Enigmatic and sexy, Professor Gabriel Emerson is a well respected Dante specialist by day, but by night he devotes himself to an uninhibited life of pleasure. He uses his notorious good looks and sophisticated charm to gratify his every whim, but is secretly tortured by his dark past and consumed by the profound belief that he is beyond all hope of redemption. When the sweet and innocent Julia Mitchell enrolls as his graduate student, his attraction and mysterious connection to her not only jeopardizes his career, but sends him on a journey in which his past and his present collide. An intriguing and sinful exploration of seduction, forbidden love and redemption, “Gabriel’s Inferno” is a captivating and wildly passionate tale of one man’s escape from his own personal hell as he tries to earn the impossible…forgiveness and love. – Goodreads
My rating: 3 of 5 stars
I want to give this 3 1/2 stars but I can’t work out how.
I tried three times to start this book and then a few Facebook friends decided to set it as a reading project so I dedicated a space of time to starting it again. At 1/3 of the way in I thought I was totally hooked. I was a little desperate about having to put it down and go to work. My investment, I thought, was complete.
But then, when I got past the half way point, the boredom set in again. I don’t doubt that Reynard’s ability to weave in all those renaissance elements to a modern day love story is quite amazing and makes this work unique. I would go as far as to say that I am in awe of his talent and attention to detail. BUT as a personal preference, the slow agonizing pace of the love story bothered me. In fact, by 3/4 of the way through, it downright annoyed me. The voices in my head were yelling at him to just get the hell on with it.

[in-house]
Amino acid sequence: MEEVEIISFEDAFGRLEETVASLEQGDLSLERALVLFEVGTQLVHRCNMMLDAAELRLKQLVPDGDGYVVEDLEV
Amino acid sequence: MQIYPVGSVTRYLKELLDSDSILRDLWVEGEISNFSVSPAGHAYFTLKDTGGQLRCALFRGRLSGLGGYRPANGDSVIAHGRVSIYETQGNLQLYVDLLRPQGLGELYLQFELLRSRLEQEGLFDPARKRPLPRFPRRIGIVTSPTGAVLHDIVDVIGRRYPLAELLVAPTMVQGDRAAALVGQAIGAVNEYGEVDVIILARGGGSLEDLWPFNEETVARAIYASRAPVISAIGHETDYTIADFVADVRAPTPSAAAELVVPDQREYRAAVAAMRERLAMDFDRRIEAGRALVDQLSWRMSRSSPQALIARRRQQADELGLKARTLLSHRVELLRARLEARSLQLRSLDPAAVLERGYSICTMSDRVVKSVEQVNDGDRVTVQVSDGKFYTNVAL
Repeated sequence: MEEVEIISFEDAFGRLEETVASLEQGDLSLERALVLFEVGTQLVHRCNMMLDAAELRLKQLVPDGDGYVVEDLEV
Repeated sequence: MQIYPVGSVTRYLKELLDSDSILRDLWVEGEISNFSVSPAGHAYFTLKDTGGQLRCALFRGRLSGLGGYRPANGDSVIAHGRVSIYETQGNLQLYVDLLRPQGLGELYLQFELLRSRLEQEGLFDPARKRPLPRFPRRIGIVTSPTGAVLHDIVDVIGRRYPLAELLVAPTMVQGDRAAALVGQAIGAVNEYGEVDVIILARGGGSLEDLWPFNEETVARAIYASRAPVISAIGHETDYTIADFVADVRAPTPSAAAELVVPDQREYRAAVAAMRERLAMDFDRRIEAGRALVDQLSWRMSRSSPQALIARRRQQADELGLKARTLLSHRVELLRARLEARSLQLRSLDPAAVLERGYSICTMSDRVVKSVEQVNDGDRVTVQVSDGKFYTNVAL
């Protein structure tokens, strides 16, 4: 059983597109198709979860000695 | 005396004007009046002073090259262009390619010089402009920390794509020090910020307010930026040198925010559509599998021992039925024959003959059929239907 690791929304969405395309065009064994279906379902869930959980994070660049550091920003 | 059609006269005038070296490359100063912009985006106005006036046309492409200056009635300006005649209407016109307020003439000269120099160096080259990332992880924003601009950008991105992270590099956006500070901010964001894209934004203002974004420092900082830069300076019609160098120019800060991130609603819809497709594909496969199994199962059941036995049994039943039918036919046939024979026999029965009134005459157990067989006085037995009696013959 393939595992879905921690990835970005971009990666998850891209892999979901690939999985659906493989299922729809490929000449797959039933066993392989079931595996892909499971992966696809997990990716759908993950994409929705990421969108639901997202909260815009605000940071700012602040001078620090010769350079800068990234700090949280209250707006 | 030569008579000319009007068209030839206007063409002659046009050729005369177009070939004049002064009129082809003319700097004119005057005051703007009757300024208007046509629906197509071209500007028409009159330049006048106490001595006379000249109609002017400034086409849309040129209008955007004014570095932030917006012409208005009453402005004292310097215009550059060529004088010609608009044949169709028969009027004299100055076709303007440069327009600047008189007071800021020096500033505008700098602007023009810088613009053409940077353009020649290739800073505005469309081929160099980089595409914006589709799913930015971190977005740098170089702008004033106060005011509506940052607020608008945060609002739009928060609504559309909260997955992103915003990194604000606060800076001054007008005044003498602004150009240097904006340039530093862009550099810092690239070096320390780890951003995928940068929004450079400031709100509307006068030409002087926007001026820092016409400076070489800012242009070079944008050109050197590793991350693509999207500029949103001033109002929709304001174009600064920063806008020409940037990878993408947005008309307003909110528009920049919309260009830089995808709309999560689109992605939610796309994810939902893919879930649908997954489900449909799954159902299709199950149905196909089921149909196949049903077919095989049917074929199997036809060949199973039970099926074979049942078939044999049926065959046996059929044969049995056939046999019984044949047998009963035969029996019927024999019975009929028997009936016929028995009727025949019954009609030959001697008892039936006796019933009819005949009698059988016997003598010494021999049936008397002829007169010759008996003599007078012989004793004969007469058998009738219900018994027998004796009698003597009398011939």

The other aspect that lost me, was Gabriel’s language. I know he is an expert and an academic, but there were times when I wanted to slap Gabriel and tell him to stop being so f’ing pretentious. What started off as a little unique and seductively quirky started to come across as creepy and gratingly archaic. I know it gave him an ‘other-worldly’ quality, but if I dated someone that went on like that I would start to doubt their sincerity. There would be moments where I would be thinking ‘you’re having a go, aren’t you?’ So from that point of view Gabriel wasn’t a romantic hero that grabbed me but I can see how he could appeal to other readers. Julia/Julianne/Beatrice (how many names does this girl need?) went from interesting to strong-willed and intelligent to a little bit pathetic and troubled and back again. Part of me cheered when she seemed to realize that Gabriel was perhaps a little too messed up to commit to and started to back off. She was certainly learned and could quote the classics back to Gabriel as good as she got but she became a little simpering towards the end so I was ready to smack her for a whole other reason.
Having said that, I still have great respect for Mr Reynard’s authorial talent. He is lyrical and interesting in his prose. He creates great images of the ephemera of the story. I just wouldn’t be saying to anyone that this can be compared to FSoG. There are some fundamental differences that go beyond the fact that he is simply a better writer than EL James that just might disappoint someone reading it on that basis. It is, however, a really nice loves story.
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